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FBHVC clarification on introduction of E10 petrol for historic vehicles.

BigEd

Well Known and Active Website User
VOC Member
VOC Forum Moderator
I just received this that should be of interest to UK vehicle owners.

PRESS RELEASE
Federation of British Historic Vehicle Clubs Ltd, PO Box 295, Upminster, Essex, RM14 9DG
Tel: 01708 223111 E-mail: secretary@fbhvc.co.uk Web: www.fbhvc.co.uk
Registered Office: The Barn, Holly Berry House, Hamstall Ridware, Rugeley, Staffordshire, WS15 3SQ Registered in England No 3842316 VAT Reg No. 636 788683
26 February 2021 For immediate release

FBHVC clarifies the introduction of E10 petrol for historic vehicle owners.
After an extensive consultation process, the Department for Transport has announced that they will legislate to introduce E10 petrol as the standard 95-octane petrol grade by 1 September 2021. They will also require the higher-octane 97+ ‘Super’ grades to remain E5 to provide protection for owners of older vehicles. This product will be designated as the ‘Protection’ grade.
The introduction of the 95-octane E10 grade and the maintenance of the Super E5 protection grade will be reviewed by the Government after 5 years to ensure they remain appropriate to the needs of the market. In relation to the E5 protection grade, such a review will examine market developments over the period. HM
Government have sought to reassure FBHVC members and historic vehicle owners that, without a suitable alternative becoming available, it is highly likely the Super E5 protection grade would continue to be available.
Filling stations that stock 2 grades of petrol and supply at least one million litres of fuel in total each year, will need to ensure one product is the Super E5 protection grade. While not all filling stations meet these criteria, almost all towns across the UK will have a filling station that supplies the ‘Super’ grade and currently one major retailer, a national supermarket group, has committed to offer the product. The main exception to this is in certain parts of the Highlands, north and west coast of Scotland, which will be covered by an exemption process and allowed to continue to market the 95-octane E5 grade.
The Federation therefore recommends that all vehicles produced before 2000 and some vehicles from the early 2000s that are considered non-compatible with E10 - should use the Super E5 Protection grade where the Ethanol content is limited to a maximum of 5%. To check compatibility of vehicles produced since 2000, we recommend using the new online E10 compatibility checker: https://www.gov.uk/check-vehicle-e10-petrol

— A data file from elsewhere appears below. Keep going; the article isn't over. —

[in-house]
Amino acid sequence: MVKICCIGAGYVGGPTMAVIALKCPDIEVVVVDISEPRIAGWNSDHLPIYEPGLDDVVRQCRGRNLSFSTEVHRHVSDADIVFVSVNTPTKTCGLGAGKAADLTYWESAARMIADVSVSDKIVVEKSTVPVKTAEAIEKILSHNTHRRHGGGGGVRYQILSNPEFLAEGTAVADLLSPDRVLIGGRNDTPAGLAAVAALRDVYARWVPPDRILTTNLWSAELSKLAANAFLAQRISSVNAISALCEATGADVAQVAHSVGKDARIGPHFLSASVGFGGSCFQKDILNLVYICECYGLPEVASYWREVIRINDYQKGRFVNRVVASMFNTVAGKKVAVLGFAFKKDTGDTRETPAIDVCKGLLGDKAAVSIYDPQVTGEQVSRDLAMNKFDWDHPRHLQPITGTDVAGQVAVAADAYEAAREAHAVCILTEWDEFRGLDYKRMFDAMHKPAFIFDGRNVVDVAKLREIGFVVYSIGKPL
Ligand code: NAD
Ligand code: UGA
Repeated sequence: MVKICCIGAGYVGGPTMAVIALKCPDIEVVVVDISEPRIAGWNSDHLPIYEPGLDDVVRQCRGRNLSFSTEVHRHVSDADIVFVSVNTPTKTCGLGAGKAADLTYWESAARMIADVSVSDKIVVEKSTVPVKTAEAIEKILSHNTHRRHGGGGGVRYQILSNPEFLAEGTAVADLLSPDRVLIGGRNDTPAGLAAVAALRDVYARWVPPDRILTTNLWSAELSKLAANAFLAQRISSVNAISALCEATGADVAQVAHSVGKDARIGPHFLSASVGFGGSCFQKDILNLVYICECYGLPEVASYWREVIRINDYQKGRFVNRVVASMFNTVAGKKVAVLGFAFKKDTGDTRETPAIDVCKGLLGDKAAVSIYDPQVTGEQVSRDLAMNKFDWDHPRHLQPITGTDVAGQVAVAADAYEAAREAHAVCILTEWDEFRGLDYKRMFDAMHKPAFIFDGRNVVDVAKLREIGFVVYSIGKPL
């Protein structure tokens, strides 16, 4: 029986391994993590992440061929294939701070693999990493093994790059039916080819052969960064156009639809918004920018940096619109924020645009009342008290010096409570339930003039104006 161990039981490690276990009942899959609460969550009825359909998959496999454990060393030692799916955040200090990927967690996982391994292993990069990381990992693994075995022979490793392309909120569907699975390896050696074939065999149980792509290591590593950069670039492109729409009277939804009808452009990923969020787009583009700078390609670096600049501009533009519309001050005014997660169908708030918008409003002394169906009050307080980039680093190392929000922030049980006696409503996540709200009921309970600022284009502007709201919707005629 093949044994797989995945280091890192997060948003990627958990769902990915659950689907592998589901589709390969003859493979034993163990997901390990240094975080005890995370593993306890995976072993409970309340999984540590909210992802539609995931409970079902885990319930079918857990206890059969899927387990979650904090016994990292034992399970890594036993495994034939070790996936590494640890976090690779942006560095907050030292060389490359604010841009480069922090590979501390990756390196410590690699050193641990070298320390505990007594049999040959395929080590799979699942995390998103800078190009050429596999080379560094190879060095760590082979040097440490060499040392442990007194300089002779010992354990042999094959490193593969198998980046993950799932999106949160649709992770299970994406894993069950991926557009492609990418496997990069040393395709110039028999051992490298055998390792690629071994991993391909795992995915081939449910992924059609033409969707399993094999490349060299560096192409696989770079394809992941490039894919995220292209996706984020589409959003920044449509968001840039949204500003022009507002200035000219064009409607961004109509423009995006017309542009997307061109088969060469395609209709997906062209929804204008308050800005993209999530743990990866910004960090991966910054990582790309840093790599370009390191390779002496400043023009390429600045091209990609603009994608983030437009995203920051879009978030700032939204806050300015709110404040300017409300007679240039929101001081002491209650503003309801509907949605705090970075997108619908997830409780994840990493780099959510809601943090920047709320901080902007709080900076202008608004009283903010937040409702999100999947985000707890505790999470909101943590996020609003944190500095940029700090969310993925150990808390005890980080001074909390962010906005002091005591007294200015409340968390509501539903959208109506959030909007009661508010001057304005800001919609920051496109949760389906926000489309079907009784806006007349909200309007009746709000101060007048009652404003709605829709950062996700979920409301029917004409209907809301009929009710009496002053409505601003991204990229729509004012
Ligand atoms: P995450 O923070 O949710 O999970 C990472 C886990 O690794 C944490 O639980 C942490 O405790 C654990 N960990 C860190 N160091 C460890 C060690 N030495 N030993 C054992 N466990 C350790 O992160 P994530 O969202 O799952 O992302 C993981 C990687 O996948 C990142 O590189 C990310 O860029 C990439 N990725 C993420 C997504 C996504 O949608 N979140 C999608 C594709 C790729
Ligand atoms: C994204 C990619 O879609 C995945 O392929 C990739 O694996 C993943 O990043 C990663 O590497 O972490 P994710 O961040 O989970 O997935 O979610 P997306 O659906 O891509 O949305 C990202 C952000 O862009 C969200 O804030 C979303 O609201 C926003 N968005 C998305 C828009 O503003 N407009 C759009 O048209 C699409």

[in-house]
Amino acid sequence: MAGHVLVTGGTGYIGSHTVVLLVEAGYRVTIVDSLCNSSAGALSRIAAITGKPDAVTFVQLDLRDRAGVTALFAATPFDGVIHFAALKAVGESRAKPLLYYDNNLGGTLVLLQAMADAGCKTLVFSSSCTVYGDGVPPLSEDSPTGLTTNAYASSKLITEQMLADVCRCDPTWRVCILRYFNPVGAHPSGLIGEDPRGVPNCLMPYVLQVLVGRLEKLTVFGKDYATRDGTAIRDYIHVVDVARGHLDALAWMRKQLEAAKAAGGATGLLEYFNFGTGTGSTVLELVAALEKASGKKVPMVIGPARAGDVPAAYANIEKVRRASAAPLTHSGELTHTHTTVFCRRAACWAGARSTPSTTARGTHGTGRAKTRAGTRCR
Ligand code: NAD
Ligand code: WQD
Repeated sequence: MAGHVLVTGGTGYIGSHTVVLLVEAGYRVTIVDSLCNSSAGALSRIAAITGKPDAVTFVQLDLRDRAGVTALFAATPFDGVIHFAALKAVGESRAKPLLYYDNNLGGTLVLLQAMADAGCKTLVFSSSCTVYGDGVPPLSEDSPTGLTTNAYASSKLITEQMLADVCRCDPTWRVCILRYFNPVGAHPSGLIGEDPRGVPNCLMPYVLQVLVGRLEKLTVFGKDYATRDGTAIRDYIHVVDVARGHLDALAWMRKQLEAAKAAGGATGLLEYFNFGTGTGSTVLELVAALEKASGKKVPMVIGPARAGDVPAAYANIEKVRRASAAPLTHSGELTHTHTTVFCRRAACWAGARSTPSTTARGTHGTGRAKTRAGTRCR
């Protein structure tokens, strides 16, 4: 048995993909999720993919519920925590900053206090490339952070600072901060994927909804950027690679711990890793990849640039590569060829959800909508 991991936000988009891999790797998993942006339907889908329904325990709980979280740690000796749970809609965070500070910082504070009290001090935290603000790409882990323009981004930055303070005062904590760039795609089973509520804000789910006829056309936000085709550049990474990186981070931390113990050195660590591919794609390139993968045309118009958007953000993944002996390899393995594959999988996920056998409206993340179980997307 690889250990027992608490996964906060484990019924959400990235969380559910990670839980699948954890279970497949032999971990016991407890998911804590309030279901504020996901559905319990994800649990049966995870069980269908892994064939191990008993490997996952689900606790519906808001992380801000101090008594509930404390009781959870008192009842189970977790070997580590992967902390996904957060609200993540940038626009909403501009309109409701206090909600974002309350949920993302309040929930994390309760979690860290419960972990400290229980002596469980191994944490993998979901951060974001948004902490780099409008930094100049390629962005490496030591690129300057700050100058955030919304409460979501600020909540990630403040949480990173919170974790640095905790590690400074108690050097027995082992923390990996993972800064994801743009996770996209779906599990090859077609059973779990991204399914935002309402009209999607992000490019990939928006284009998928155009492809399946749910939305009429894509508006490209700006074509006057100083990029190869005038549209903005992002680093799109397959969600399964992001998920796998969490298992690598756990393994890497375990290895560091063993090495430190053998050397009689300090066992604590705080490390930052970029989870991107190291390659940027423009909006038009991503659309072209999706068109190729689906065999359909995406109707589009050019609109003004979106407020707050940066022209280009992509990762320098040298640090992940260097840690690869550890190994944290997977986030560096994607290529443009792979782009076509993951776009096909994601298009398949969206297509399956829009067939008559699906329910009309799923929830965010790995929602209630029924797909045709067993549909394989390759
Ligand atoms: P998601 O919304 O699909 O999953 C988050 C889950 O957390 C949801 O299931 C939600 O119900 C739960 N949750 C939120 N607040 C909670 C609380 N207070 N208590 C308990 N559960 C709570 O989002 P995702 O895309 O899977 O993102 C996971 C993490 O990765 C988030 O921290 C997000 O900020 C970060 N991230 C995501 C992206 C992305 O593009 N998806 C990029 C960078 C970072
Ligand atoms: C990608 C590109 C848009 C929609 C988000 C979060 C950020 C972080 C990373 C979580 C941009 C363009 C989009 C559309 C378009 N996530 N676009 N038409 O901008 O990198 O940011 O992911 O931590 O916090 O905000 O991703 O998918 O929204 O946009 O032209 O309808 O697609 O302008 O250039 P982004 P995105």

It should be noted that some Super E5 Protection grade products do not contain Ethanol as the E5 designation is for fuels containing up to 5% Ethanol. Product availability varies by manufacturer and geographical location and enthusiasts should check the situation in their location.
For media enquiries, please contact: • Wayne Scott at Classic Heritage PR, 07759 260899. wayne@classicheritagepr.co.uk

About the FBHVC:
The Federation of British Historic Vehicle Clubs exists to uphold the freedom to use historic vehicles on the road. It does this by representing the interests of owners of such vehicles to politicians, government officials, and legislators both in the UK and (through the Federation Internationale des Vehicules Anciens) in Europe.
There are over 500 subscriber organisations representing a total membership of over 250,000 in addition to individual and trade supporters. All our directors operate in a voluntary capacity supported by our secretary.
Website: www.fbhvc.co.uk
 

LoneStar

Well Known and Active Website User
VOC Member
E10 is the normal product at all US stations, and has been for years. While it's widely disliked for its tendency to attract water and for poor shelf life, classic bikes run perfectly well on it. (Exception - it will destroy fiberglass tanks.)

Not sure why E10 is of such concern in the UK?
 

vibrac

Well Known and Active Website User
VOC Member
Grow cerials! not in the UK! All the powers seem to want to do is cover perfectly good land with trees, drown land won from the sea over hundreds of years, drive a stupid railway through even more land when everyone is on Zoom, ban the eating of meat, dump farming set the rest for scrub land for foxes badgers and get our food imported.
 

oilyrag

Active Website User
VOC Member
E10 is the normal product at all US stations, and has been for years. While it's widely disliked for its tendency to attract water and for poor shelf life, classic bikes run perfectly well on it. (Exception - it will destroy fiberglass tanks.)